Call for papers Textus issue 3/2024

Spreading Interdisciplinary Contaminations:
New Perspectives on Health, Illness, and Disease

Girolamo Tessuto (University of Campania Luigi Vanvitelli)
Clark Lawlor (Northumbria University)
Ilaria Natali (University of Florence)
Annalisa Federici (Roma Tre University)

Copy editors:
Maria Micaela Coppola (University of Trento)
John Gilbert (University of Florence)

The intersections between medicine and communication, both oral and written, have been recognised and discussed at least since the time of Hippocrates, who is often credited with having conceptualised the practice of healing as a semiotic craft (Baer 1988: 37; Danesi and Zukowski 2019: 5). Nonetheless, in the academic field, exchanges among literature, linguistics, and medical sciences intensified only during the 1940s and 1950s, with a progressive shift of focus away from the physician’s skills in deciphering signs and symptoms to the semiotic acts of communication to represent, perform, explain, and make sense of health and disease – and the subject’s experience of them – in real and fictional contexts. Even more recent are interdisciplinary critical orientations developing in the areas of linguistics and literary inquiries, with seminal studies by Felman (1985), Kleinman (1988), Ingram (1991), Roberts and Porter (1993), and Frank (1995). Together with perspectives such as feminism, queer theory, and disability studies, these orientations have paved the way for wellness and illness narratives to come to the forefront and disentangle themselves from the disciplinary “colonialism” of scientific discourse (Charon 2006; Jurecic 2012).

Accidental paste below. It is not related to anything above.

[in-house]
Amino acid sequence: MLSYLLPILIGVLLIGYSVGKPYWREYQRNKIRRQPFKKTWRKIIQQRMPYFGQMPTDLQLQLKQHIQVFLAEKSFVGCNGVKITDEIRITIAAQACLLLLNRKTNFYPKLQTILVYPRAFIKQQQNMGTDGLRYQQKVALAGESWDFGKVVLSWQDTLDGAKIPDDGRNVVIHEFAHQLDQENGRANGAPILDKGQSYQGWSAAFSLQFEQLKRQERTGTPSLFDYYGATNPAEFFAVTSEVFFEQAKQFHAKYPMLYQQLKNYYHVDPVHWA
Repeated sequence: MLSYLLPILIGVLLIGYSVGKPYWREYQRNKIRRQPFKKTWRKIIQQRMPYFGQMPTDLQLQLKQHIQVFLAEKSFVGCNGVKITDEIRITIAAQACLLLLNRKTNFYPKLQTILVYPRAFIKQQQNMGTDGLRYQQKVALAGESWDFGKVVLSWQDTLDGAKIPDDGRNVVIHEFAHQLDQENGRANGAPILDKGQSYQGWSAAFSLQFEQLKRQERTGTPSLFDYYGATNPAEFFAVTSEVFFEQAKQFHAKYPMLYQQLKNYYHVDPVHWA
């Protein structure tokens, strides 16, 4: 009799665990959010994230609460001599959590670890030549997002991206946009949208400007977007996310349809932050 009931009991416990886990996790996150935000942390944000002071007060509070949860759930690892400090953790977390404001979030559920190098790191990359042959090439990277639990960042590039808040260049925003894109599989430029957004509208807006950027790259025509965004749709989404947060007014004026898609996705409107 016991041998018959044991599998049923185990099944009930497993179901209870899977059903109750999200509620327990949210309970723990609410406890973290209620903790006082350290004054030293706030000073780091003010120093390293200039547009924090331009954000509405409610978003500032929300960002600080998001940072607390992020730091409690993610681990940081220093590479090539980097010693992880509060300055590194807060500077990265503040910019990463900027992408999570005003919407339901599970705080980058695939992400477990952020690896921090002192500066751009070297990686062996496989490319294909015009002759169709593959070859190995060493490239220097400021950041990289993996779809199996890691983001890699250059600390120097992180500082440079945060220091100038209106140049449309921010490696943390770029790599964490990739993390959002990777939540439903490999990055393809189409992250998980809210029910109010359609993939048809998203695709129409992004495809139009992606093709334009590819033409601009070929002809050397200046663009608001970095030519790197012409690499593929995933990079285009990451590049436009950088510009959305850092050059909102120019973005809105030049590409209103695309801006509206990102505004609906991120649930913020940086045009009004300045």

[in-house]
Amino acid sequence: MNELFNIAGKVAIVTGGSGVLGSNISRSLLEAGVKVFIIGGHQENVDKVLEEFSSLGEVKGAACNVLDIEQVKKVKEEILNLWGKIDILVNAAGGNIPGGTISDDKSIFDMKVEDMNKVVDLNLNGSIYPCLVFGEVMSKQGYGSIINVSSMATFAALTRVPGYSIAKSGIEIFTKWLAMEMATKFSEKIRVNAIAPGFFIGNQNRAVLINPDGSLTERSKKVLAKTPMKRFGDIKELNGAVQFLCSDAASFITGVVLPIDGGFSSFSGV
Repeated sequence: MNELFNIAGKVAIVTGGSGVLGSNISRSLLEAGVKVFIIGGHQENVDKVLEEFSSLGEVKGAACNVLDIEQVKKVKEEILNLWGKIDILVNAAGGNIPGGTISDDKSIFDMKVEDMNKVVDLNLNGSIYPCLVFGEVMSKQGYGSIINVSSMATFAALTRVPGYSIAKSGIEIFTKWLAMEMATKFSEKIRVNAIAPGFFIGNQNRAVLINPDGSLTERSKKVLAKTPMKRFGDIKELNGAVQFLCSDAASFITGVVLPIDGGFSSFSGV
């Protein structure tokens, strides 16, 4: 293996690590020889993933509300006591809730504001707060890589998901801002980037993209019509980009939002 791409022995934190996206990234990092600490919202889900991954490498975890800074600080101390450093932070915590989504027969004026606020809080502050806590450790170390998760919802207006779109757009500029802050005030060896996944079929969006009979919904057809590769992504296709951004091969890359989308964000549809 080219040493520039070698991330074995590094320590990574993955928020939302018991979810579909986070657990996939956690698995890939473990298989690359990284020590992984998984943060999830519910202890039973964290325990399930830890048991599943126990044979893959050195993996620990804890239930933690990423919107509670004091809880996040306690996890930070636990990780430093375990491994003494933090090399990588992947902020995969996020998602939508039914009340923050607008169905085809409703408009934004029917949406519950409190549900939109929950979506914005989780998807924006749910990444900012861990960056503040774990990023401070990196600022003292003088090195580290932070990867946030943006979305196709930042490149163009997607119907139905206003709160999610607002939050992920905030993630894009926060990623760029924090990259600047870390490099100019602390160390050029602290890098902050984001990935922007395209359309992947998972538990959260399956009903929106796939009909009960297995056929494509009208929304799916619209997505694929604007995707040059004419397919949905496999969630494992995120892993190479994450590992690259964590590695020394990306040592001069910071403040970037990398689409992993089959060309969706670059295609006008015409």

Far from being mere interpretations of bodily symptoms, the ideas of disease, illness, and pathology are often symbolically or metaphorically constructed (Sontag 1978; Graham and Sewell 1990; Semino et al. 2020; Garzone 2023) and always rooted in specific contexts and times. Hence, investigating their representations necessarily entails moving beyond physician-patient dynamics to cope with broader cultural and social concerns. Linguistic, literary, and cultural studies themselves can engage with medical representations to “reveal their function in their historical context” (Gilman 2011: 73; Gilman 1988), to emphasise their constitutive relation to identity and language, and to unveil their inherent connection with conceptualisations of a “healthy” body and mind (Ferrara 1994), thus challenging stigmas associated with various forms of disease, illness, disability, and trauma.